A local lawmaker is proposing new legislation in Harrisburg to improve school safety.
State Rep. Jason Ortitay's legislation calls for the creation of special threat-assessment teams at every school district.
"I had someone tell me this is nothing more than a witch hunt piece of legislation," Rep. Ortitay told us. "That's not the goal of this. We're not sending anyone out to attack kids. We are just trying to help."
Rep. Ortitay told us Virginia has been doing this for about five years and hasn't had a major incident since it was implemented.
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Right now, one local school is leading the way in Pennsylvania. The South Fayette School District plans to launch a threat-assessment team this fall. The team will be made up of teachers, administrators, school resource officers, counselors and possibly even high school students.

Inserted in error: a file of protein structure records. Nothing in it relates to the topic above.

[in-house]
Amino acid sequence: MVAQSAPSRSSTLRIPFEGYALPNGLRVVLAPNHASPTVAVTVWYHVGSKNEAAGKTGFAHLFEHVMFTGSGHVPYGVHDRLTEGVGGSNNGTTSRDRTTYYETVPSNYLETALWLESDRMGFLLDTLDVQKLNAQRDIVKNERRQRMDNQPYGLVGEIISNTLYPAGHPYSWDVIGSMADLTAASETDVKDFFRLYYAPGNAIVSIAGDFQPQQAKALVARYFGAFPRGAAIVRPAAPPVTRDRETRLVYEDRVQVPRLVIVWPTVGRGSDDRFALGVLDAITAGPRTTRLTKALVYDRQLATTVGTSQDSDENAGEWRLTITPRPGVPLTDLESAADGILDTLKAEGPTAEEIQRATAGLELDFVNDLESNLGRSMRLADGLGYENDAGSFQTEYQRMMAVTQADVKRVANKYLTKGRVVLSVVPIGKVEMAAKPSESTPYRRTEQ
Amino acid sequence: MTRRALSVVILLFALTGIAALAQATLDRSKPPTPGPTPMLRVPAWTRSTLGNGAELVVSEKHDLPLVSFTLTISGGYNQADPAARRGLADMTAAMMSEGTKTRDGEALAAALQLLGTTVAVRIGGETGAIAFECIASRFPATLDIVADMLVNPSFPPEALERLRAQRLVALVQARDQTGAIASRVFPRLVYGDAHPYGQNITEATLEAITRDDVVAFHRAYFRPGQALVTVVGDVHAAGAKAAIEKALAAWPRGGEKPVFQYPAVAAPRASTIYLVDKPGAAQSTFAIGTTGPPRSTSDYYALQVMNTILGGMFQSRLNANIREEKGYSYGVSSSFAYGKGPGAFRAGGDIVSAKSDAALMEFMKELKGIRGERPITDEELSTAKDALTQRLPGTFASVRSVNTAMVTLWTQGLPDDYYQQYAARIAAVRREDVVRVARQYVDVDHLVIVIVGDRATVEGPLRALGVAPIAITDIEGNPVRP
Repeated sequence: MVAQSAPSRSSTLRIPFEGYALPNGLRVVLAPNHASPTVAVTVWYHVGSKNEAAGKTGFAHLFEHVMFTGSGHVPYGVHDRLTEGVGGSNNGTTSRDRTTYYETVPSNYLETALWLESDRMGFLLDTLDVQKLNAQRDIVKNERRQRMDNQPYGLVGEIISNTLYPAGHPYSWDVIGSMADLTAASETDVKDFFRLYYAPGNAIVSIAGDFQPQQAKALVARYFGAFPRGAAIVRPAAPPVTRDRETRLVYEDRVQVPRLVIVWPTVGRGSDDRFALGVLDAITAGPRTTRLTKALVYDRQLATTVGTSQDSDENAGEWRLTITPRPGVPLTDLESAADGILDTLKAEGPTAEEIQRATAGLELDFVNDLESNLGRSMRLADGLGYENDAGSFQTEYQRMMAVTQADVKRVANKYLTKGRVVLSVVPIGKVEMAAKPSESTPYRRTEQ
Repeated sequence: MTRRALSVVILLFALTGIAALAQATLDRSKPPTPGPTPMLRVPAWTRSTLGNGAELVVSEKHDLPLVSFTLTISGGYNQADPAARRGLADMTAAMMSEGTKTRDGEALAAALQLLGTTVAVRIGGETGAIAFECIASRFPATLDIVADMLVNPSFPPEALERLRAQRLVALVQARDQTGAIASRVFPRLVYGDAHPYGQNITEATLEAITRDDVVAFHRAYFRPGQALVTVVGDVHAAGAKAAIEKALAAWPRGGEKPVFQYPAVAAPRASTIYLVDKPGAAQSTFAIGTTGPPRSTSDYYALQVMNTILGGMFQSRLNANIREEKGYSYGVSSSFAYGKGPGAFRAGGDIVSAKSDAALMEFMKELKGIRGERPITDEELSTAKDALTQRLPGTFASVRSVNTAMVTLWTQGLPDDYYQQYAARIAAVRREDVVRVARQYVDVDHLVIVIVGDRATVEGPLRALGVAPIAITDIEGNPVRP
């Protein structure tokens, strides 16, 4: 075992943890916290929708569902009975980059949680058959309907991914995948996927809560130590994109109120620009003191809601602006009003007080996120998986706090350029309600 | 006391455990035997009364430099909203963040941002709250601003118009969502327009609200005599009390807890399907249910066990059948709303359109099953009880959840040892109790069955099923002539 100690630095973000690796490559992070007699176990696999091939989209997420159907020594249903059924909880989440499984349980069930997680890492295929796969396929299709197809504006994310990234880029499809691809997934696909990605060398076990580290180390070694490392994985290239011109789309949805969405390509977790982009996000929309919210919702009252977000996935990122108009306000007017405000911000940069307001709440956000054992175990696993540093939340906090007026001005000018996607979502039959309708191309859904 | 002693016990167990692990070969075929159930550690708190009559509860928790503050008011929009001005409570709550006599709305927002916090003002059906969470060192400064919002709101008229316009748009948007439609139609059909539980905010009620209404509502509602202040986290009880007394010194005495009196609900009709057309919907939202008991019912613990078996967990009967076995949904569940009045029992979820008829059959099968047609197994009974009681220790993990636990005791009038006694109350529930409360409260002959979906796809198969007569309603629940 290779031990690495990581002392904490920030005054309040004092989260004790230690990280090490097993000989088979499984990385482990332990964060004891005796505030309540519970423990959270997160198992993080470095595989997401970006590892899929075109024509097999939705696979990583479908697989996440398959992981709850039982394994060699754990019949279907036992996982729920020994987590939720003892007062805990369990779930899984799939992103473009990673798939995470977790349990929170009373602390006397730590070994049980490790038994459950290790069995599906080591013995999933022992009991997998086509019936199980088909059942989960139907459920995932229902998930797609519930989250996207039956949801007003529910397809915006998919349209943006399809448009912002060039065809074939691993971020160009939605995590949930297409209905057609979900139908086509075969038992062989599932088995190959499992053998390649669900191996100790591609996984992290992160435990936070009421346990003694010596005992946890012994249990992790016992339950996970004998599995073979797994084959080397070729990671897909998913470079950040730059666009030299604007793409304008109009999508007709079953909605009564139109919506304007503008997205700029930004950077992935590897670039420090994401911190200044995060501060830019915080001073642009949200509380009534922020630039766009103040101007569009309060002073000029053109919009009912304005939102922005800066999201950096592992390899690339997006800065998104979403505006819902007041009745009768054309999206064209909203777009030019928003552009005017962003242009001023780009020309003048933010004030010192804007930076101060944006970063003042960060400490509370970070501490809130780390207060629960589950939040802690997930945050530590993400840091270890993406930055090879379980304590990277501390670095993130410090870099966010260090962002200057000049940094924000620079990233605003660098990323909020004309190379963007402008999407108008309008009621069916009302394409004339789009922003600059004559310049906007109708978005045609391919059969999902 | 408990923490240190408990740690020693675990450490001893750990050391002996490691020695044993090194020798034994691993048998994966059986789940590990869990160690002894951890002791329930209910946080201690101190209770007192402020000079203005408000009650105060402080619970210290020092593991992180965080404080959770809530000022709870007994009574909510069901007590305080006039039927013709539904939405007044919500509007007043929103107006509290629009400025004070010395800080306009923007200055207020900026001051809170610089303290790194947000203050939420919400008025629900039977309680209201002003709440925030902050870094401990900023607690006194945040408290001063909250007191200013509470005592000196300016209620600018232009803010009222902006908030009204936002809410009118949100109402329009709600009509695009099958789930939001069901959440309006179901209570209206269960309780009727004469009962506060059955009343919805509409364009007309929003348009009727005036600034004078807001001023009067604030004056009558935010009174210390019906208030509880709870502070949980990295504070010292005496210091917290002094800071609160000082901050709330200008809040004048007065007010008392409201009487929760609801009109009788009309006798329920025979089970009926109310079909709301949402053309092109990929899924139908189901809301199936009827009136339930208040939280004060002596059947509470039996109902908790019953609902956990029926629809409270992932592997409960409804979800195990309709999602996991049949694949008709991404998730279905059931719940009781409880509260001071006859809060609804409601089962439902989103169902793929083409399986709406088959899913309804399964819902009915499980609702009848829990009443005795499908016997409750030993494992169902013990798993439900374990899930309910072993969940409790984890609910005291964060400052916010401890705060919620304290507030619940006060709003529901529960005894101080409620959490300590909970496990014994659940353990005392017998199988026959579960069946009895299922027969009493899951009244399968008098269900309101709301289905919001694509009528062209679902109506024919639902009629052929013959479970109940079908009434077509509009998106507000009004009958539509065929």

"I think the key is looking at prevention and doing more with mental health," Superintendent Kenneth Lockette told us. "It's just to be more aware, not to profile, not to be on a witch hunt, but to be more aware of how to get people help."
Rep. Ortitay expressed similar sentiments about the plan.
"We are not looking to throw people in jail or we are not looking to discipline people," he told Target 11. "We are just trying to be pro-active about the situation and, again, get people help."
Ortitay also proposed legislation to improve school security cameras. While most schools already have cameras, the representative said his team has noticed a potential problem.
"We are finding that no one is watching these livestreams," he said. "They're just being fed into a stream and nobody is there."
The bill would require all security cameras to be outfitted with motion sensors that would send out an immediate notification.
"What I wanted them to do is wire it to the police station so if something did go off, they could get there as quickly as possible," he told us.
South Fayette has already started taking those steps, too.
"It's unfortunate that these are the things that we have to spend our time planning for, but it's at this point a necessary evil for us," Superintendent Lockette said.
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